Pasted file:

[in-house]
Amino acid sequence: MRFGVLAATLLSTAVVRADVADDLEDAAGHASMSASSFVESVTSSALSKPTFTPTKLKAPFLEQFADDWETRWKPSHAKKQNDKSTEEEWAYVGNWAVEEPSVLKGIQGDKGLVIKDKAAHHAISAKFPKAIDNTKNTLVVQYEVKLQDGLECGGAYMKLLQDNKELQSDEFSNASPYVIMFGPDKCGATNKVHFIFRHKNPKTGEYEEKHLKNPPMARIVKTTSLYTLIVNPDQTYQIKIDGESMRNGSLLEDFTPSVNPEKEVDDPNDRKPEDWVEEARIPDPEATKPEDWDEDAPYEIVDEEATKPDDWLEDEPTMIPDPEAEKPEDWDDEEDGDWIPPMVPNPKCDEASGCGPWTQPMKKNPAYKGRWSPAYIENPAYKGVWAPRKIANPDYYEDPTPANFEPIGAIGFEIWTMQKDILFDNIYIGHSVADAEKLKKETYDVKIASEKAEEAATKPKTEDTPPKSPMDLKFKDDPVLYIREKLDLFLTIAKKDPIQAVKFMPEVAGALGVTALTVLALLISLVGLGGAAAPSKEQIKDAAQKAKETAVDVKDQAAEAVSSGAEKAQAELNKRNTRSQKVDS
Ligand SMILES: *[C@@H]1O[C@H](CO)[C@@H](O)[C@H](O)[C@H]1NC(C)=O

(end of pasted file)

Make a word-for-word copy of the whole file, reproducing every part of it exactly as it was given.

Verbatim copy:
[in-house]
Amino acid sequence: MRFGVLAATLLSTAVVRADVADDLEDAAGHASMSASSFVESVTSSALSKPTFTPTKLKAPFLEQFADDWETRWKPSHAKKQNDKSTEEEWAYVGNWAVEEPSVLKGIQGDKGLVIKDKAAHHAISAKFPKAIDNTKNTLVVQYEVKLQDGLECGGAYMKLLQDNKELQSDEFSNASPYVIMFGPDKCGATNKVHFIFRHKNPKTGEYEEKHLKNPPMARIVKTTSLYTLIVNPDQTYQIKIDGESMRNGSLLEDFTPSVNPEKEVDDPNDRKPEDWVEEARIPDPEATKPEDWDEDAPYEIVDEEATKPDDWLEDEPTMIPDPEAEKPEDWDDEEDGDWIPPMVPNPKCDEASGCGPWTQPMKKNPAYKGRWSPAYIENPAYKGVWAPRKIANPDYYEDPTPANFEPIGAIGFEIWTMQKDILFDNIYIGHSVADAEKLKKETYDVKIASEKAEEAATKPKTEDTPPKSPMDLKFKDDPVLYIREKLDLFLTIAKKDPIQAVKFMPEVAGALGVTALTVLALLISLVGLGGAAAPSKEQIKDAAQKAKETAVDVKDQAAEAVSSGAEKAQAELNKRNTRSQKVDS
Ligand SMILES: *[C@@H]1O[C@H](CO)[C@@H](O)[C@H](O)[C@H]1NC(C)=O